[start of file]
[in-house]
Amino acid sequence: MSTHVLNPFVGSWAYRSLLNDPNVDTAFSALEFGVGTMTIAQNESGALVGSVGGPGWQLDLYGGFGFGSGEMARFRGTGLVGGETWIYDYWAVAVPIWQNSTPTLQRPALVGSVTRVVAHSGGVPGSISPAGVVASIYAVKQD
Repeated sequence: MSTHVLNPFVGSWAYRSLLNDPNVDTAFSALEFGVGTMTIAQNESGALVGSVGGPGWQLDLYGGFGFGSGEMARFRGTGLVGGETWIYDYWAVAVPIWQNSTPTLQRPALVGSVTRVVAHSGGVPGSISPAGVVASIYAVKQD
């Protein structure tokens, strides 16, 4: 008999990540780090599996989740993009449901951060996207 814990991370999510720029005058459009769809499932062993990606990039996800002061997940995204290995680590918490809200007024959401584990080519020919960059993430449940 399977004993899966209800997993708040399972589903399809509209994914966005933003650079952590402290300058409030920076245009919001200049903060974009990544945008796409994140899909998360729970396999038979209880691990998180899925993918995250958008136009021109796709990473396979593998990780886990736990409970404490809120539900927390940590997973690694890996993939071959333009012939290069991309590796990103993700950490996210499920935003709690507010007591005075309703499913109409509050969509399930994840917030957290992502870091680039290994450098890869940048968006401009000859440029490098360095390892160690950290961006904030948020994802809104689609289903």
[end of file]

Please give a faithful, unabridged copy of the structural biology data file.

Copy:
[in-house]
Amino acid sequence: MSTHVLNPFVGSWAYRSLLNDPNVDTAFSALEFGVGTMTIAQNESGALVGSVGGPGWQLDLYGGFGFGSGEMARFRGTGLVGGETWIYDYWAVAVPIWQNSTPTLQRPALVGSVTRVVAHSGGVPGSISPAGVVASIYAVKQD
Repeated sequence: MSTHVLNPFVGSWAYRSLLNDPNVDTAFSALEFGVGTMTIAQNESGALVGSVGGPGWQLDLYGGFGFGSGEMARFRGTGLVGGETWIYDYWAVAVPIWQNSTPTLQRPALVGSVTRVVAHSGGVPGSISPAGVVASIYAVKQD
């Protein structure tokens, strides 16, 4: 008999990540780090599996989740993009449901951060996207 814990991370999510720029005058459009769809499932062993990606990039996800002061997940995204290995680590918490809200007024959401584990080519020919960059993430449940 399977004993899966209800997993708040399972589903399809509209994914966005933003650079952590402290300058409030920076245009919001200049903060974009990544945008796409994140899909998360729970396999038979209880691990998180899925993918995250958008136009021109796709990473396979593998990780886990736990409970404490809120539900927390940590997973690694890996993939071959333009012939290069991309590796990103993700950490996210499920935003709690507010007591005075309703499913109409509050969509399930994840917030957290992502870091680039290994450098890869940048968006401009000859440029490098360095390892160690950290961006904030948020994802809104689609289903």